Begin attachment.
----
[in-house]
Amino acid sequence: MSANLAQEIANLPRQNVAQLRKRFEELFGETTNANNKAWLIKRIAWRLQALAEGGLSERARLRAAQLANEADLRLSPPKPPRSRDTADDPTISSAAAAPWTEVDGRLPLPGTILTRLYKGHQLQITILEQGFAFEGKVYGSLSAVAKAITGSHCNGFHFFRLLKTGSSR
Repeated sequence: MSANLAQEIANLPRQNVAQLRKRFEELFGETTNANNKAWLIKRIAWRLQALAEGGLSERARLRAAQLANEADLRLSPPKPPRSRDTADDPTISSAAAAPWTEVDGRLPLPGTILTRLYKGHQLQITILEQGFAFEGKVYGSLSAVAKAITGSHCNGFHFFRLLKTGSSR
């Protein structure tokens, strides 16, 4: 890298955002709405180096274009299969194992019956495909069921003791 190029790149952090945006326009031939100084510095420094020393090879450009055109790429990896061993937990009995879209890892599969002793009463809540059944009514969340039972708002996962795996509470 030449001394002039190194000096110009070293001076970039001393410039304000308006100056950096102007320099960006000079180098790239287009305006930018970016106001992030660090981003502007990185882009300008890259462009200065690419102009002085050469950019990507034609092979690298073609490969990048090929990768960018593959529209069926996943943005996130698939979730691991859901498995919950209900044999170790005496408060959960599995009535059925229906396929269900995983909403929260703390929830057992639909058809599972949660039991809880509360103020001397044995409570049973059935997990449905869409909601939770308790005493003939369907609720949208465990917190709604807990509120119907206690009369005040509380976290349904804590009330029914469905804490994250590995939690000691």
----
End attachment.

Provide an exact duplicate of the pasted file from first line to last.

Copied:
[in-house]
Amino acid sequence: MSANLAQEIANLPRQNVAQLRKRFEELFGETTNANNKAWLIKRIAWRLQALAEGGLSERARLRAAQLANEADLRLSPPKPPRSRDTADDPTISSAAAAPWTEVDGRLPLPGTILTRLYKGHQLQITILEQGFAFEGKVYGSLSAVAKAITGSHCNGFHFFRLLKTGSSR
Repeated sequence: MSANLAQEIANLPRQNVAQLRKRFEELFGETTNANNKAWLIKRIAWRLQALAEGGLSERARLRAAQLANEADLRLSPPKPPRSRDTADDPTISSAAAAPWTEVDGRLPLPGTILTRLYKGHQLQITILEQGFAFEGKVYGSLSAVAKAITGSHCNGFHFFRLLKTGSSR
């Protein structure tokens, strides 16, 4: 890298955002709405180096274009299969194992019956495909069921003791 190029790149952090945006326009031939100084510095420094020393090879450009055109790429990896061993937990009995879209890892599969002793009463809540059944009514969340039972708002996962795996509470 030449001394002039190194000096110009070293001076970039001393410039304000308006100056950096102007320099960006000079180098790239287009305006930018970016106001992030660090981003502007990185882009300008890259462009200065690419102009002085050469950019990507034609092979690298073609490969990048090929990768960018593959529209069926996943943005996130698939979730691991859901498995919950209900044999170790005496408060959960599995009535059925229906396929269900995983909403929260703390929830057992639909058809599972949660039991809880509360103020001397044995409570049973059935997990449905869409909601939770308790005493003939369907609720949208465990917190709604807990509120119907206690009369005040509380976290349904804590009330029914469905804490994250590995939690000691």